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Expense Ratio

Understand the Expense Ratio Concept

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Expense Ratio

In This Article
  • What is the definition of an expense ratio?
  • Which formula calculates the expense ratio?
  • Why does the expense ratio matter?
  • How does the expense ratio affect investor returns?

Expense Ratio Definition

The expense ratio represents the proportion of a fund’s assets allocated to operating expenses per year.

The expense ratio is particularly important to investors in mutual funds and exchange-traded funds (ETFs).

In short, the expense ratio reflects the costs incurred to operate a specific mutual fund or ETF, such as overhead and administrative expenses.

Each year, mutual funds and ETFs must pay operating expenses such as:

  • Management Fees and Employee Salaries
  • Administrative Expenses and Customer Support
  • 3rd Party Fees (e.g. Accountants, Lawyers, Consultants)
  • Marketing and Distribution Fees (e.g. 12-1B Distribution Fees)
  • Overhead Costs (e.g. Office, Equipment, Utilities)

Expense Ratio Formula

The expense ratio is calculated by dividing a fund’s total annual operating expenses by the average value of total assets managed.

Expense Ratio Formula
  • Expense Ratio = Total Annual Operating Expenses / Average Fund Assets

For example, let’s say a mutual fund incurred $2 million in operating costs for a given year.

If we assume the fund managed $200 million in assets, its expense ratio comes out to be 1.0%.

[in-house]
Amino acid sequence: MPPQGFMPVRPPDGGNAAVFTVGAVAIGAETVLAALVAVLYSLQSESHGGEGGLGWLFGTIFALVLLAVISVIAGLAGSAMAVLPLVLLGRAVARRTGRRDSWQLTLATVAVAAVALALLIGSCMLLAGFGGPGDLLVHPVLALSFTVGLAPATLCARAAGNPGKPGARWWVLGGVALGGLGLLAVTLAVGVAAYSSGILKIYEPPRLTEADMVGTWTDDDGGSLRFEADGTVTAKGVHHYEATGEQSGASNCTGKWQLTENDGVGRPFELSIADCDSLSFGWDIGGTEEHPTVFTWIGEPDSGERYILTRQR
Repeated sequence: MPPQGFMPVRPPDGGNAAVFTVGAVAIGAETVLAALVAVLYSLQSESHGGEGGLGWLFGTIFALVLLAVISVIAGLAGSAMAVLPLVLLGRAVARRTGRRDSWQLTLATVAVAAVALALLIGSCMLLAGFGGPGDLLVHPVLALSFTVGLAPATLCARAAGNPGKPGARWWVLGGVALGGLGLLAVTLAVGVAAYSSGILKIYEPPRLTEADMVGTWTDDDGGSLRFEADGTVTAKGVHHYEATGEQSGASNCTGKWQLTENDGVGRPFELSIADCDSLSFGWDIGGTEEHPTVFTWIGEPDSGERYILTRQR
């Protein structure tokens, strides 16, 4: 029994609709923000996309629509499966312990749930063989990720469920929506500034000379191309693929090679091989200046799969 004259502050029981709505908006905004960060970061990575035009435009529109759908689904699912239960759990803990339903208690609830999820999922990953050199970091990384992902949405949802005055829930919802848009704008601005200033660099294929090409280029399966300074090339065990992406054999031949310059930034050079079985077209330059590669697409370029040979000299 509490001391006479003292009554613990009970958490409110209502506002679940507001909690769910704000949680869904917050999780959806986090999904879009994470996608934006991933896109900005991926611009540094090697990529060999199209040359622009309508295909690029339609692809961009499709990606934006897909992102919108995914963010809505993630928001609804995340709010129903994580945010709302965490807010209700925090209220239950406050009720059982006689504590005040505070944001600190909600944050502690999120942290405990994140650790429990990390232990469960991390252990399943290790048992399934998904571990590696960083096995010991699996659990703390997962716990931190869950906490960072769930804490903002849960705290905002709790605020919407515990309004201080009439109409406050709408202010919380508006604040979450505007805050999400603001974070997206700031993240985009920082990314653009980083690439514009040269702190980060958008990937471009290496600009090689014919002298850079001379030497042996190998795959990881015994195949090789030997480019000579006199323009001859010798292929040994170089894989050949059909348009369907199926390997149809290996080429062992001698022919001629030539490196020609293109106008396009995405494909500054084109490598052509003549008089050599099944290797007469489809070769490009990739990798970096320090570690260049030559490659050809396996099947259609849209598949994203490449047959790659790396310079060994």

• Expense Ratio = $200 million / $2 million = 1.0%

Expense Ratio and Impact on Returns

A higher expense ratio reduces a fund’s adjusted returns, all else being equal.

Considering the ratio compares expenses to assets managed, a higher ratio suggests that expenses are incurred for each asset managed by the fund.

On the other hand, a lower ratio implies the fund incurs fewer expenses to manage its assets.

A high expense ratio raises the minimum threshold in performance to generate the same returns as a fund with a low expense ratio.

Rather than being directly charged to investors, operating expenses indirectly reduce the fund’s total assets (and the returns to investors).

The expense ratio for an actively managed mutual fund usually ranges around 0.50%, but for passively managed investment vehicles, the expense ratio can be as low as 0.10%.

Drivers of Fund Expense Ratios

An actively managed fund’s operating costs are higher, especially management fees – resulting in a higher expense ratio.

Since a fund’s operational costs are shared among its investors, a greater fund size means the fees will be spread out across more investors.

Other factors that investors must consider are the following:

  • Transaction Costs: Purchasing and Sale of Securities (i.e. Commission, Brokerage)
  • Sales Charge: Paid when “Buying In” (i.e. Purchasing Unit Shares of Mutual Funds)
  • Redemption Fees: Early Sale of Shares in Mutual Fund Before Specified Date)

Expense Ratio Calculation Example

Suppose you invested $400,000 into a mutual fund with an expense ratio of 0.50%.

Then the dollar amount paid each year to support the fund’s operational costs is $2,000.

  • Operational Expenses = $400,000 * 0.50%
  • Operational Expenses = $2,000

While the $2,000 expense can appear marginal relative to the amount invested, these seemingly minor differences in fund cost structures can significantly affect long-term returns.

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